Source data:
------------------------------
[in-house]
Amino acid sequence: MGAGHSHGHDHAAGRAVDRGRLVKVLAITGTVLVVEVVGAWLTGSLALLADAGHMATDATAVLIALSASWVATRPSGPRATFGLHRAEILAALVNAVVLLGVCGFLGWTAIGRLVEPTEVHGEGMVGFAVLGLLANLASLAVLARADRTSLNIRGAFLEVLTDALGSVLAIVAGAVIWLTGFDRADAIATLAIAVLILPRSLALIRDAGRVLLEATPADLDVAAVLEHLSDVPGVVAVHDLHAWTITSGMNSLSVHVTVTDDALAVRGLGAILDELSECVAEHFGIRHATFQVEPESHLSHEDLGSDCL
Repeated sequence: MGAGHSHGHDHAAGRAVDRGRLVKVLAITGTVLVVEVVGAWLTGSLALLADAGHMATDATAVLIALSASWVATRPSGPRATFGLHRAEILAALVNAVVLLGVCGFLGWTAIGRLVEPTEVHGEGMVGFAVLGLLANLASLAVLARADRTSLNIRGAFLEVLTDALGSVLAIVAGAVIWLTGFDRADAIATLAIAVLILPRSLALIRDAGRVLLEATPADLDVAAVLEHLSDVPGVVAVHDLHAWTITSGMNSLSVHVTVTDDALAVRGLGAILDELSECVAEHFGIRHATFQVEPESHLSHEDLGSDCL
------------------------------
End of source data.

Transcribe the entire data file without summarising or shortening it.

[in-house]
Amino acid sequence: MGAGHSHGHDHAAGRAVDRGRLVKVLAITGTVLVVEVVGAWLTGSLALLADAGHMATDATAVLIALSASWVATRPSGPRATFGLHRAEILAALVNAVVLLGVCGFLGWTAIGRLVEPTEVHGEGMVGFAVLGLLANLASLAVLARADRTSLNIRGAFLEVLTDALGSVLAIVAGAVIWLTGFDRADAIATLAIAVLILPRSLALIRDAGRVLLEATPADLDVAAVLEHLSDVPGVVAVHDLHAWTITSGMNSLSVHVTVTDDALAVRGLGAILDELSECVAEHFGIRHATFQVEPESHLSHEDLGSDCL
Repeated sequence: MGAGHSHGHDHAAGRAVDRGRLVKVLAITGTVLVVEVVGAWLTGSLALLADAGHMATDATAVLIALSASWVATRPSGPRATFGLHRAEILAALVNAVVLLGVCGFLGWTAIGRLVEPTEVHGEGMVGFAVLGLLANLASLAVLARADRTSLNIRGAFLEVLTDALGSVLAIVAGAVIWLTGFDRADAIATLAIAVLILPRSLALIRDAGRVLLEATPADLDVAAVLEHLSDVPGVVAVHDLHAWTITSGMNSLSVHVTVTDDALAVRGLGAILDELSECVAEHFGIRHATFQVEPESHLSHEDLGSDCL